The Irish bishops produced a series of podcasts, covering the theology of creation care along with the science of climate change and what they can do as parishes. And the U.S. Conference of Catholic Bishops created a bulletin insert with information and prayers for the season.
Some hold traditional celebrations of the Feast of St. Francis, including a blessing of animals. The Catholic Climate Covenant produces annual programs for the Assisi feast day that can be used throughout the season.
And some Catholics have used the Season of Creation as a time to commit to living out Laudato Si'.
Many have taken to planting trees, as in the Indianapolis Archdiocese, Lancaster, England, the Philippine capital of Manila and Papua New Guinea. In 2015, the Philippine church used the season as a time to gather signatures for a Catholic Climate Petition delivered later that year to world leaders at the U.N. climate summit in Paris. The Chicago Archdiocese has urged Catholics to advocate for federal environmental legislation.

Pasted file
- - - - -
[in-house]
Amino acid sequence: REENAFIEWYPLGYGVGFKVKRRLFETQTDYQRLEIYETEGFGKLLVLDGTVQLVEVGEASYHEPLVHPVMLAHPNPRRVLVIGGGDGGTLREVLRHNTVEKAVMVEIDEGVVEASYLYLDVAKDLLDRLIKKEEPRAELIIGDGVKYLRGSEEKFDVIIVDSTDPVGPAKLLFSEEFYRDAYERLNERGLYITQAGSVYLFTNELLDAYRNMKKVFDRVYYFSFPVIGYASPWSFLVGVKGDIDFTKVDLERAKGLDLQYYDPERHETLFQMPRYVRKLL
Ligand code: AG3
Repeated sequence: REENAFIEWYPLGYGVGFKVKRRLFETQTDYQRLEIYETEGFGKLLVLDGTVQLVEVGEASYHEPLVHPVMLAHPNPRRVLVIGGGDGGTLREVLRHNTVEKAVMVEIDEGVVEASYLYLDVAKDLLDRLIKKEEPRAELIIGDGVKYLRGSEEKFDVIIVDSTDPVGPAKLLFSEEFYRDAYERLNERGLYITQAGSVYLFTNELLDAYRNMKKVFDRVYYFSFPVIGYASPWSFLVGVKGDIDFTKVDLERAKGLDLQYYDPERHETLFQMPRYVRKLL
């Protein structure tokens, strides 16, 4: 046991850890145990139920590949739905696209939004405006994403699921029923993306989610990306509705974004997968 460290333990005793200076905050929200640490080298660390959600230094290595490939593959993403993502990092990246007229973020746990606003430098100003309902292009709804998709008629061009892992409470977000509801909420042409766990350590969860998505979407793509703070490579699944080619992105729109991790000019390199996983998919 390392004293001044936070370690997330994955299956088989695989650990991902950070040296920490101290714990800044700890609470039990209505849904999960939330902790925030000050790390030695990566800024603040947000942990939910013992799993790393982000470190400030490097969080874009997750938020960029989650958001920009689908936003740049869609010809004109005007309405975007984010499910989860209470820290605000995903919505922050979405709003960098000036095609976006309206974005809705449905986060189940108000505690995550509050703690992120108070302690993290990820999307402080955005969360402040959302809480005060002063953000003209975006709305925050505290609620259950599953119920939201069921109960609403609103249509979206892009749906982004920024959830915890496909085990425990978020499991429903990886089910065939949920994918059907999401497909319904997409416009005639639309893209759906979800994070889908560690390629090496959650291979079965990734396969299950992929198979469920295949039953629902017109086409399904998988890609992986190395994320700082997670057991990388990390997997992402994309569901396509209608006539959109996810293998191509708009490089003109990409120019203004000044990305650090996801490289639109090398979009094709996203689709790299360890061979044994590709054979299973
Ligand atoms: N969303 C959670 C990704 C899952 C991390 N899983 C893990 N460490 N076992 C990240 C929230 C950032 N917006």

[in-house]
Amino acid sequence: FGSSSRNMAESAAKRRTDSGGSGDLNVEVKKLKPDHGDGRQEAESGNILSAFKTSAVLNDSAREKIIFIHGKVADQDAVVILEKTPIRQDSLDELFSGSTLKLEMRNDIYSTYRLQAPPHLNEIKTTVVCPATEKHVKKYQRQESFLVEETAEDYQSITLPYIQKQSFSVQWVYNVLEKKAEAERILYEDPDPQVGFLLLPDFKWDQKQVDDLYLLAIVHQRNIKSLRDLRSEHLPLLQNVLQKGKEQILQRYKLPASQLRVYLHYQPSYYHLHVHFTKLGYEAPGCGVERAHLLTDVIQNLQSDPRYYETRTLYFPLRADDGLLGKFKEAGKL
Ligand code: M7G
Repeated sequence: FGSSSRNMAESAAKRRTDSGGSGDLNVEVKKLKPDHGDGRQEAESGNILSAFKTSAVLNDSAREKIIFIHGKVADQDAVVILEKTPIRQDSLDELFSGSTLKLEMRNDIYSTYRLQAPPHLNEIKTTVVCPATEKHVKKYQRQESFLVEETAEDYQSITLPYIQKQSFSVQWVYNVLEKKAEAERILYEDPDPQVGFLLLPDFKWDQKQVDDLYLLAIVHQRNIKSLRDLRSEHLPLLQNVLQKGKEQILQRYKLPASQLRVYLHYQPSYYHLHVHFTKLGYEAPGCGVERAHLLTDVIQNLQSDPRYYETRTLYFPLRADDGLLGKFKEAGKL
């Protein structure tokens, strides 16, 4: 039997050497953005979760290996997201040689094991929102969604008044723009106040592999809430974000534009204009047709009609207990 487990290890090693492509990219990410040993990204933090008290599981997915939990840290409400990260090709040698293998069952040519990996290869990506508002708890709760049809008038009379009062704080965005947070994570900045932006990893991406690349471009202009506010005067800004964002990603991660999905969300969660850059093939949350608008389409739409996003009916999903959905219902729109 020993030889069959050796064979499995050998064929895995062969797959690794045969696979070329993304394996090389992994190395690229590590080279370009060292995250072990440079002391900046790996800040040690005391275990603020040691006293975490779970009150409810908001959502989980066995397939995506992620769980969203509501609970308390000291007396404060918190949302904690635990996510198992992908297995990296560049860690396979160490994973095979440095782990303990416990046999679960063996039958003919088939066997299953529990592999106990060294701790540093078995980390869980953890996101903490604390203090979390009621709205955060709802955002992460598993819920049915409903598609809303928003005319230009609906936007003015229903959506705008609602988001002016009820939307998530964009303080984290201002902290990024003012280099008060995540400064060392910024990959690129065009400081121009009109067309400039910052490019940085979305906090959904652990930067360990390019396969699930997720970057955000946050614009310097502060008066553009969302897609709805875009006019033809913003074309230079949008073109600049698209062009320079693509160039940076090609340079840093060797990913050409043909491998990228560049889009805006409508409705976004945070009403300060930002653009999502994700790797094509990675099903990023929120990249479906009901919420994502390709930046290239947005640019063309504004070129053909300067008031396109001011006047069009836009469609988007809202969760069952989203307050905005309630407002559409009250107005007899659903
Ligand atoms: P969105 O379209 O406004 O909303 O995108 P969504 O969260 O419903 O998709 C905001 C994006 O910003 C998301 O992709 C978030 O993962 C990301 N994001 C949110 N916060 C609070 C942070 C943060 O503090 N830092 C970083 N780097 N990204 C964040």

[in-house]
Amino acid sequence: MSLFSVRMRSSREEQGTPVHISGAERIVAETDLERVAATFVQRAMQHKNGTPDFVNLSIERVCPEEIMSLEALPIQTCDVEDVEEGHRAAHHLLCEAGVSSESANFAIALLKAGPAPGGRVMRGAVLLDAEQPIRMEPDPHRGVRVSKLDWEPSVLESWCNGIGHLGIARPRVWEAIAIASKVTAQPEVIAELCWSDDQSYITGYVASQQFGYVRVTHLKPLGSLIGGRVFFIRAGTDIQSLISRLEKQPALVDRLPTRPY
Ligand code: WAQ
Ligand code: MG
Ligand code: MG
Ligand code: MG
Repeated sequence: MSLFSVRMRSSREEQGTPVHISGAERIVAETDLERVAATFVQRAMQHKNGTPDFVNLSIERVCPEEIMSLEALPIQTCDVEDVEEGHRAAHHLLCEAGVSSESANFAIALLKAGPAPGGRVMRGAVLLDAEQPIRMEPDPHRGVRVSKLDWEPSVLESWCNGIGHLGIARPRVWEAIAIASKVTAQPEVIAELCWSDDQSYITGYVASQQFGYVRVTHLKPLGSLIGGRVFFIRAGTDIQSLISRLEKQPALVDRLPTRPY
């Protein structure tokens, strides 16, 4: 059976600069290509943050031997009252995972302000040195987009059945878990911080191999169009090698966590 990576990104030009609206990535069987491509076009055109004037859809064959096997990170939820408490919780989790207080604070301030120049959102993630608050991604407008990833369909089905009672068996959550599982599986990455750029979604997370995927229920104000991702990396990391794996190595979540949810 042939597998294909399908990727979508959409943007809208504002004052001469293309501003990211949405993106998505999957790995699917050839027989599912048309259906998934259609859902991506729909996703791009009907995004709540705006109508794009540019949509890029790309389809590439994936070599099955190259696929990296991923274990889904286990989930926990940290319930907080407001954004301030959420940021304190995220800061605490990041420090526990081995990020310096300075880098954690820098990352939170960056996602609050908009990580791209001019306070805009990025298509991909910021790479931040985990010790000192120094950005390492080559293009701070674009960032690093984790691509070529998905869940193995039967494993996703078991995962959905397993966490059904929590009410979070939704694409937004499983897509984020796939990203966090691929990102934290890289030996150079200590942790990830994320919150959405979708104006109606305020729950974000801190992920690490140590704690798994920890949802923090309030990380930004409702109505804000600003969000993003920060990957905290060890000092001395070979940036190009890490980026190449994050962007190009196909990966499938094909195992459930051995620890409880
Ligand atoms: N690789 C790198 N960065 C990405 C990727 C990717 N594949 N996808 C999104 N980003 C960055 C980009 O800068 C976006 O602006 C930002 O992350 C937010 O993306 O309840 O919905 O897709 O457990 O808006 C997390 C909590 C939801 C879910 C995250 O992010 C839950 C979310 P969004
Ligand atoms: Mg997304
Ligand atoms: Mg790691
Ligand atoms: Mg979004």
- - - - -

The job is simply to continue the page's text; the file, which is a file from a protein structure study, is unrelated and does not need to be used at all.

Some Catholic groups have used the time to publicly declare their commitment to financially divest from fossil fuels, as the Assisi Diocese in Italy and 30-plus other institutions did in 2017. And last year, the youth-led Laudato Si' Generation and other Catholics joined the climate strikes that took place around the globe.
At the Vatican, Francis used his 2016 message for the World Day of Prayer for the Care of Creation to suggest Christians add "care for our common home" to both the corporal and spiritual works of mercy. The next year, he and Ecumenical Patriarch Bartholomew issued a joint message urging political and business leaders to respond to pleas for "healing of our wounded creation." And in 2019, the pope participated in a tree planting in the Vatican Gardens ahead of the Amazon synod.
What are people doing this year?
In few words, a lot.
The Vatican's integral human development department made the Season of Creation a focal point for the Laudato Si' anniversary year, and it has encouraged bishops and ecclesial bodies to raise awareness of the season, "helping the faithful to realize that 'living our vocation to be protectors of God’s handiwork is essential to a life of virtue; it is not an optional or a secondary aspect of our Christian experience' (Laudato Si' 217)."